Included in the field for the 1922 Canadian Open held at Mount Bruno Golf Club were five past champions – George Cumming, Charles Murray, Percy Barrett, Albert Murray and Karl Keffer – and eventual winner Al Watrous. Mount Bruno also hosted the 1924 Open where Leo Diegel won his first of his record four titles.
Kanawaki Golf Club
Host of the 1929 Open where Leo Diegel won the $400 first place first.
Summerlea Golf & Country Club
The Summerlea Golf and Country Club of Vaudreuil-Dorion, Quebec was host to the 1935 Open.
Summerlea Golf & Country Club was the site of the 1935 Canadian Open, won by Gene Kunes.
Beaconsfield Golf and Country Club
Beaconsfield Golf and Country Club of Pointe Claire, QC hosted the 1946 and 1956 Open.
Among the Canadians entered in the field at the 1946 Canadian Open at Beaconsfield, were (left to right) Stan Leonard, Bob Gray, Gordie Brydson and Fred Wood. Leonard finished tied for second, capturing the Rivermead Cup, while Brydson finished tied for seventh, Wood, 16th and Gray 24th.
The flag is raised at the 1956 Canadian Open at Beaconsfield Golf & Country Club, won by amateur Doug Sanders.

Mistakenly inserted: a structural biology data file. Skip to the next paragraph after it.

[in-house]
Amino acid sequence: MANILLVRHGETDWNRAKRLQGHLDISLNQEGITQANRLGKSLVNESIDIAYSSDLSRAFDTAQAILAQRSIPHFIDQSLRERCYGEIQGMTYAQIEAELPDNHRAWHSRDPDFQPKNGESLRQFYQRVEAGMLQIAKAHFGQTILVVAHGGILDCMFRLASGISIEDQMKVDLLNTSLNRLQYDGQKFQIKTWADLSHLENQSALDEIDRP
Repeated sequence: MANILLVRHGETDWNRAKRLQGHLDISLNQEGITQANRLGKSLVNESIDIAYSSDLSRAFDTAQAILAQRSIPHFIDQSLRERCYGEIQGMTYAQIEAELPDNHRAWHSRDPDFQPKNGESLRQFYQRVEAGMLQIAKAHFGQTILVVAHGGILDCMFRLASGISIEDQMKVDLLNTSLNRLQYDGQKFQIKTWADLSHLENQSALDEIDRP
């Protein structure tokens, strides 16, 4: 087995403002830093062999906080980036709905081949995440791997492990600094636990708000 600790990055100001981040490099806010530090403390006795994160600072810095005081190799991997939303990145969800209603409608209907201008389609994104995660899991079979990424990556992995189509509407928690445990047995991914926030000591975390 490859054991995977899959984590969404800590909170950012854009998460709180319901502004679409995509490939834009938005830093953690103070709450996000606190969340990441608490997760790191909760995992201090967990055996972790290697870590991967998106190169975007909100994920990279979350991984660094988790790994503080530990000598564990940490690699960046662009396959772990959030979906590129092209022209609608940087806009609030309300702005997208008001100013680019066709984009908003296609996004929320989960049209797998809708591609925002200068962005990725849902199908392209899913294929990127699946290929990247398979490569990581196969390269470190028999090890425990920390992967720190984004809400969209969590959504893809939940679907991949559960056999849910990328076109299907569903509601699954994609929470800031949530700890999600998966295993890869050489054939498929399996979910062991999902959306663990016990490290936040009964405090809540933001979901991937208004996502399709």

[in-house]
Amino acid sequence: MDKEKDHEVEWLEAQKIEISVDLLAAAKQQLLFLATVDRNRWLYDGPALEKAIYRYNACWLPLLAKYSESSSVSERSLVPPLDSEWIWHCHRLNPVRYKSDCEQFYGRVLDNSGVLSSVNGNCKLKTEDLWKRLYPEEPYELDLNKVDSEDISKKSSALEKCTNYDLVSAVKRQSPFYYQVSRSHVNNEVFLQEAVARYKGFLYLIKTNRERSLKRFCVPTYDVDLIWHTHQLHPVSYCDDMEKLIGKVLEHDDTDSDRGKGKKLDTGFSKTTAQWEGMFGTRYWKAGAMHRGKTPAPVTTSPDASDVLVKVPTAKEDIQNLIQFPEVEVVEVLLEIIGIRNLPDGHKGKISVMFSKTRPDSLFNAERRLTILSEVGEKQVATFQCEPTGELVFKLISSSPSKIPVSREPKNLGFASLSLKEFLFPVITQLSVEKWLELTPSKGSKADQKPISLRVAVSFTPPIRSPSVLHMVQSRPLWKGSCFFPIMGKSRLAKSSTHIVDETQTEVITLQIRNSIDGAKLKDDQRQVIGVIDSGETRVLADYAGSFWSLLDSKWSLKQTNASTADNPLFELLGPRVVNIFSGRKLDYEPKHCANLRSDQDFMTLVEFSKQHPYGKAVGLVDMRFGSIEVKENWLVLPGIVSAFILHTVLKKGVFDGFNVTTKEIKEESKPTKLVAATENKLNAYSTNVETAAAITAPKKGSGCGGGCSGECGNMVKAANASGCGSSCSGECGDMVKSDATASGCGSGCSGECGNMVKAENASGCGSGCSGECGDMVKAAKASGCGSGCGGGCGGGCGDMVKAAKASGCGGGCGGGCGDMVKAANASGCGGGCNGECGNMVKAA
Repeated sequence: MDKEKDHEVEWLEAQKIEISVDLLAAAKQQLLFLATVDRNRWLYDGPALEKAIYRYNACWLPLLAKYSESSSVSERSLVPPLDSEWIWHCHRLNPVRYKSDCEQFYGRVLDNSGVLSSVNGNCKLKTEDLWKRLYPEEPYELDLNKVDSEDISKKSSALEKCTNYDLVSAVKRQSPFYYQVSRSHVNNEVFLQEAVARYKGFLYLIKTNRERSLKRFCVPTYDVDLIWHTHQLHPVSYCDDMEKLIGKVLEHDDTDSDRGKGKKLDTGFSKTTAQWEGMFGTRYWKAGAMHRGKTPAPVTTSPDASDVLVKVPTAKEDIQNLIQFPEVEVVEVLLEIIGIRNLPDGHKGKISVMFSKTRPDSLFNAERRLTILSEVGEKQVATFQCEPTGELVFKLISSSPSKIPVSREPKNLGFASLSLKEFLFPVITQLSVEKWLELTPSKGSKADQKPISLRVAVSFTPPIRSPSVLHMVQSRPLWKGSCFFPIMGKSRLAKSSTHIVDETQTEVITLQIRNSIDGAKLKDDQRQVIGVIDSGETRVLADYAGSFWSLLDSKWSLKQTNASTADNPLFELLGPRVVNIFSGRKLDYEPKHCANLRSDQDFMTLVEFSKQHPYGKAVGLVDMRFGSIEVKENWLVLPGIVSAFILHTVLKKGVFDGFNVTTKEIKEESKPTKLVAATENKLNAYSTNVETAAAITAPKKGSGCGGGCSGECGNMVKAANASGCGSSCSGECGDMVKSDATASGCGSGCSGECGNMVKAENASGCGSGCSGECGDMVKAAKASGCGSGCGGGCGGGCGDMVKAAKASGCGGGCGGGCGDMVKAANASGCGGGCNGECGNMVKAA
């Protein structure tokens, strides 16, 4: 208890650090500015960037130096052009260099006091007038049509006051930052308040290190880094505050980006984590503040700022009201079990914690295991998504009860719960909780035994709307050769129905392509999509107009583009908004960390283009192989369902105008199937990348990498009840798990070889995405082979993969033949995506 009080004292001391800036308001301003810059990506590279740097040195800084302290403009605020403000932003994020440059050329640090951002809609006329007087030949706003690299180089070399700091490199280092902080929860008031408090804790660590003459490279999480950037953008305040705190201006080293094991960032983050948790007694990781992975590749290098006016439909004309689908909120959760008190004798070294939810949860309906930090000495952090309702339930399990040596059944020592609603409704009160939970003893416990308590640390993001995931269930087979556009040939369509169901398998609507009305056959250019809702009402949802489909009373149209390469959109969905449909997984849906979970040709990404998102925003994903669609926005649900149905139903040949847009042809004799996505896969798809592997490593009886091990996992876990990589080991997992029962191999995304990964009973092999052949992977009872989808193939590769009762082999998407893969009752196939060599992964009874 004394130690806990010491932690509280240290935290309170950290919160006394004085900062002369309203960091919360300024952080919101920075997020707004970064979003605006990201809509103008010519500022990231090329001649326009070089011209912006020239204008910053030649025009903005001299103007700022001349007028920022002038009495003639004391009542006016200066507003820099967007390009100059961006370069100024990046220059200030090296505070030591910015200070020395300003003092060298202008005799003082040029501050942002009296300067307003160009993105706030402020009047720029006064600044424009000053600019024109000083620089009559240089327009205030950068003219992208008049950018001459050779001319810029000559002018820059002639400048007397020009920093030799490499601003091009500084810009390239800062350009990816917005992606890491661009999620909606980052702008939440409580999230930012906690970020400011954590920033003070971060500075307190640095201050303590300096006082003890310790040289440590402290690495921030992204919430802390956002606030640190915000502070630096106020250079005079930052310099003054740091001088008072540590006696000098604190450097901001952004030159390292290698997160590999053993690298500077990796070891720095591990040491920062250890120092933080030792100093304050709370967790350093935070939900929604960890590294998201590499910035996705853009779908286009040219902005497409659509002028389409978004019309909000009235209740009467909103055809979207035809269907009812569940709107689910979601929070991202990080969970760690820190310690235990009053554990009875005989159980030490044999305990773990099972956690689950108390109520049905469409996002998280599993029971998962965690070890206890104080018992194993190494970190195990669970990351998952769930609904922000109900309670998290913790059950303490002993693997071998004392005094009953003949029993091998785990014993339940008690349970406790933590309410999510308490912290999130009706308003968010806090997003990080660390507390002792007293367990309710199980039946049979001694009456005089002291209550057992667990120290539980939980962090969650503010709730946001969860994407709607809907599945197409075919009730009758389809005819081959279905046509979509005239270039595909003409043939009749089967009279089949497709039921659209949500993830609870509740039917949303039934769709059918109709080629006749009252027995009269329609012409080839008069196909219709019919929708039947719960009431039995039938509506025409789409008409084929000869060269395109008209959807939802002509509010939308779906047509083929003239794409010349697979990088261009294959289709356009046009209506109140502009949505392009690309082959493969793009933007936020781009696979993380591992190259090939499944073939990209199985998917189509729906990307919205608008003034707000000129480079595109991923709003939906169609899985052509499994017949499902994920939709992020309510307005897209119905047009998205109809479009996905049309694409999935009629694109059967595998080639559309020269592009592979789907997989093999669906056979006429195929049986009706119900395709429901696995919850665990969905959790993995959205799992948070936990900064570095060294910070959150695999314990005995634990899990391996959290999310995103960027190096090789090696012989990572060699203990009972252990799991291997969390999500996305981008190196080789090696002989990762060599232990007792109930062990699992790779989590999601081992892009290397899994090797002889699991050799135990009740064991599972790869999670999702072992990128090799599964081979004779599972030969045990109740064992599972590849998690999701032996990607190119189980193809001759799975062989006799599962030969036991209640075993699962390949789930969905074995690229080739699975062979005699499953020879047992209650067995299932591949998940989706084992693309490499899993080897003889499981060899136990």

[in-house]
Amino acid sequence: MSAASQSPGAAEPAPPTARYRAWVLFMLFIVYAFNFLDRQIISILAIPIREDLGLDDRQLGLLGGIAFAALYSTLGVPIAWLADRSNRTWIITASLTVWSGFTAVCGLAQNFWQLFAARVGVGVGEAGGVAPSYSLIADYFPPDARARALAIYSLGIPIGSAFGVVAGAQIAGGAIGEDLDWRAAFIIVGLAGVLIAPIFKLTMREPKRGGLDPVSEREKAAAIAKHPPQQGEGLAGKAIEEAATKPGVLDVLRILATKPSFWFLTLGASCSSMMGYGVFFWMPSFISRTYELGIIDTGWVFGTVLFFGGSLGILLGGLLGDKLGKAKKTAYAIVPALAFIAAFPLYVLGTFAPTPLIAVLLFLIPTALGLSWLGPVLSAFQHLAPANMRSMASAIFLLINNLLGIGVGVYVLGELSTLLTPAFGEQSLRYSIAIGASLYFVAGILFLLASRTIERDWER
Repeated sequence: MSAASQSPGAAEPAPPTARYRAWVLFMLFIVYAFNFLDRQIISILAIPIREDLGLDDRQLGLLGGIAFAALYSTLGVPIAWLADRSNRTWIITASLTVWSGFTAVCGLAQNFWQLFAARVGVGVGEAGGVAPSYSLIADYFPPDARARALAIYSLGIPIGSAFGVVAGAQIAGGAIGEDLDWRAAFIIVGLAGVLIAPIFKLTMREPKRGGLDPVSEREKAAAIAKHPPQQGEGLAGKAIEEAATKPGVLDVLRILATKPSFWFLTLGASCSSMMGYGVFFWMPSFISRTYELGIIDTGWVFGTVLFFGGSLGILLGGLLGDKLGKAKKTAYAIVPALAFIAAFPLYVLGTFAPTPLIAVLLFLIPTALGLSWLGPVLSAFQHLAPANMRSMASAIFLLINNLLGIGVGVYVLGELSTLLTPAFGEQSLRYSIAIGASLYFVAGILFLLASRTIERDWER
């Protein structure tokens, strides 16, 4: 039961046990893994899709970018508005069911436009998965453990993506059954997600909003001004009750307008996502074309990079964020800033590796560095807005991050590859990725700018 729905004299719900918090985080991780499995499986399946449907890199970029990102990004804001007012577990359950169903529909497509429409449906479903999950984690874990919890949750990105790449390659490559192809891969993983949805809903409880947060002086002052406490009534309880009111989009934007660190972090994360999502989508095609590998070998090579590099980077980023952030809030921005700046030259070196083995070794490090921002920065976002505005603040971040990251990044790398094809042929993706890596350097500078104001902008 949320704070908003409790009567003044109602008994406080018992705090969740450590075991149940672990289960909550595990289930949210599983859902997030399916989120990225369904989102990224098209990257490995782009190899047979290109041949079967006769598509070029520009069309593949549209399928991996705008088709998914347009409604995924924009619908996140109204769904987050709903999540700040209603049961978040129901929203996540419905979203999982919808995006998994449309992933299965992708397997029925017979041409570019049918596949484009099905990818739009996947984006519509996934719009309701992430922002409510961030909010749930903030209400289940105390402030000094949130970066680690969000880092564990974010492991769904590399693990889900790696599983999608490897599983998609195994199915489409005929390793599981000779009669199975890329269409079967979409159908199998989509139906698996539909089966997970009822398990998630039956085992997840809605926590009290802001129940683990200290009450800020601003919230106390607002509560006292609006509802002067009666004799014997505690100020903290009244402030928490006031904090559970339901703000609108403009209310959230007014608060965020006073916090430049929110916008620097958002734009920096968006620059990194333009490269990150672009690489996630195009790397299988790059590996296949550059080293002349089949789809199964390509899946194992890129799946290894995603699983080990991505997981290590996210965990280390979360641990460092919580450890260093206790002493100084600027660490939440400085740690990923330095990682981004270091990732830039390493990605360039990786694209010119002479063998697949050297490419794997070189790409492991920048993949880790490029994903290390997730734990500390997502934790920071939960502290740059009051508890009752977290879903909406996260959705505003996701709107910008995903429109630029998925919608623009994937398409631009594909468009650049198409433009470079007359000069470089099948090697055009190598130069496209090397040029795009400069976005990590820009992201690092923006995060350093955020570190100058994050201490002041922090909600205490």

Islesmere Golf and Country Club
Montreal’s Islesmere Golf & Country Club was host of the 1959 Open
Le Club Laval-sur-lac
Montreal, Quebec’s Laval-sur-le-Lac hosted the 1962 Open where PGA Tour great Gary Player was disqualified after the 1st round when he recorded the wrong score on the 10th hole. He’d won the PGA championship the week before.
Californian Charlie Sifford attended the 1962 Canadian Open in part to raise the profile of African-Americans on the PGA Tour. He was one of only 16 of the top 100 players on tour to play there in 1962.
Manitoba’s Wilf Homenuik took low Canadian honours in the 1962 Open at Laval-sur-le-Lac, but he was a year late. The Rivermead Trophy for low Canadian had been discontinued after 1961.
Pinegrove Country Club
The Pinegrove Country Club of St. Luc, Quebec was host to the 1964 & 1969 Canadian Open.